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Israel might change barrier route
JERUSALEM -- Israel might change the route of its planned barrier in the West Bank because of hardships it causes Palestinians, Israeli Prime Minister Ariel Sharon said Sunday.
Sharon discussed the route with four senior Cabinet ministers in preparation for a Feb. 23 hearing on the legality of the project at the International Court of Justice in The Hague, Netherlands.
Israel says it is building the barrier to keep out suicide bombers and other attackers. Palestinians say Israel's real purpose is to annex large parts of the West Bank and prevent the creation of a Palestinian state.
The route cuts deep into the West Bank in several places and encircles Palestinian towns and villages.
A U.N. report found that the barrier will cause hardship for hundreds of thousands of Palestinians. Tens of thousands, for instance, would be cut off from their farmlands and vital services.
Sharon told his ministers that while the partially completed barrier has already been successful in preventing Palestinian attacks, it was "not satisfactory" in humanitarian terms.
"Additional thought is needed to allow for the possibility of changing the route" for humanitarian reasons, a statement from his office said.
Security officials said Defense Minister Shaul Mofaz, who opposes changing the route, agreed to set up a panel to handle Palestinian appeals.
Israel insists the $1 billion barrier is a temporary security measure, but its trenches, walls and fences look to many like a border.
Sharon has warned that if peace talks remain frozen in the coming months, he would impose a boundary on the Palestinians, indicating that the route of the planned barrier would be the basis of the new line.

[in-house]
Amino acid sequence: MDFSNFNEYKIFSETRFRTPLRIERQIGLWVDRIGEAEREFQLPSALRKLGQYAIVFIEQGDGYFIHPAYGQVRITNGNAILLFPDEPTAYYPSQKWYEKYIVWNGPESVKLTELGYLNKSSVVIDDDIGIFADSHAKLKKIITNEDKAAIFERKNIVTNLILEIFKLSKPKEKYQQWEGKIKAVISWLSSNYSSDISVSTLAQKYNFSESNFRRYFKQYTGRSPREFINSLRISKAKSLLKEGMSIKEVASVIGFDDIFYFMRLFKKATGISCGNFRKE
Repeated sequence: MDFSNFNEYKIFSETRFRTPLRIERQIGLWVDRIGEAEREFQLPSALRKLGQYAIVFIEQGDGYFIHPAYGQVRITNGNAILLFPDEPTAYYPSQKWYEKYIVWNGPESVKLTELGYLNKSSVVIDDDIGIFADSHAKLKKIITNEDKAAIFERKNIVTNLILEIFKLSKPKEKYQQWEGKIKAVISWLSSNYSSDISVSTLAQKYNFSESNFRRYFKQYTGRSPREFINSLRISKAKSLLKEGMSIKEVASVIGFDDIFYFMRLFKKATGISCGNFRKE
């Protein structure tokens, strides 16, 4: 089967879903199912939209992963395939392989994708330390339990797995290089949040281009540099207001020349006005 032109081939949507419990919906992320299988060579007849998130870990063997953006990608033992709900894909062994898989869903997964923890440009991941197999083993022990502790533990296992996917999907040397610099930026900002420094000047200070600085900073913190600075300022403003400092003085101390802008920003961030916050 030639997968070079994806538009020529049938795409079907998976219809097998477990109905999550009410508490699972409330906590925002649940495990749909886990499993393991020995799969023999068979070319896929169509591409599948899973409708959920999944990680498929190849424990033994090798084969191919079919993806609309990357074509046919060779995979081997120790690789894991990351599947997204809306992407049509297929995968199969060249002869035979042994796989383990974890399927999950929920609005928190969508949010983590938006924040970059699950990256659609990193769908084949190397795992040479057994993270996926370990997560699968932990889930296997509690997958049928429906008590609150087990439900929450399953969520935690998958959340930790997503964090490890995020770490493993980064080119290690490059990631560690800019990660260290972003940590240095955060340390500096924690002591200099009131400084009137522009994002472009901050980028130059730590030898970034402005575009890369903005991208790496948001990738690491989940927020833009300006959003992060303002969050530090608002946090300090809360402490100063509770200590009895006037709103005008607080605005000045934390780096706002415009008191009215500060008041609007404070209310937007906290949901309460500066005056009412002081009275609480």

Palestinians claim all of the West Bank and Gaza Strip for a state, with its capital in east Jerusalem -- all captured by Israel in the 1967 Mideast war.
The first section of the barrier, about 90 miles in the northern sector, has been completed, and Israeli security officials say it has already impeded potential suicide bombers from that part of the West Bank.
Cabinet Minister Tommy Lapid of the centrist Shinui Party has called for changes in the route for political reasons, saying that the current plan is indefensible in the world court and also in a case pending before Israel's Supreme Court.
An Israeli official said the acting attorney general told Sharon that the state prosecutor would have difficulty in defending the current plan before the Israeli court.
Many of the government's dovish critics say Israel should confine its security barrier to the pre-1967 cease-fire line between Israel and the West Bank, but Israel has never recognized that as a border.
Also Sunday, Sharon signed orders for the dismantling of three unauthorized settlement outposts in the West Bank. The stalled U.S.-backed "road map" peace plan requires Israel to dismantle dozens of outposts set up by settlers in recent years.
Meanwhile, thousands of Palestinian workers waited in long lines to cross from Gaza into Israel. The army lifted a closure it clamped on the impoverished strip following a suicide bombing last week that killed four people at the main crossing point into Israel.
Stringent checks kept people waiting for hours, and many turned away frustrated and tired after hours of standing in line, witnesses said.
In Nablus, Israeli troops arrested Ahmed Bseisi, the local leader of the Islamic Jihad. Witnesses said soldiers pulled Bseisi and two other men out of a taxi and took them away.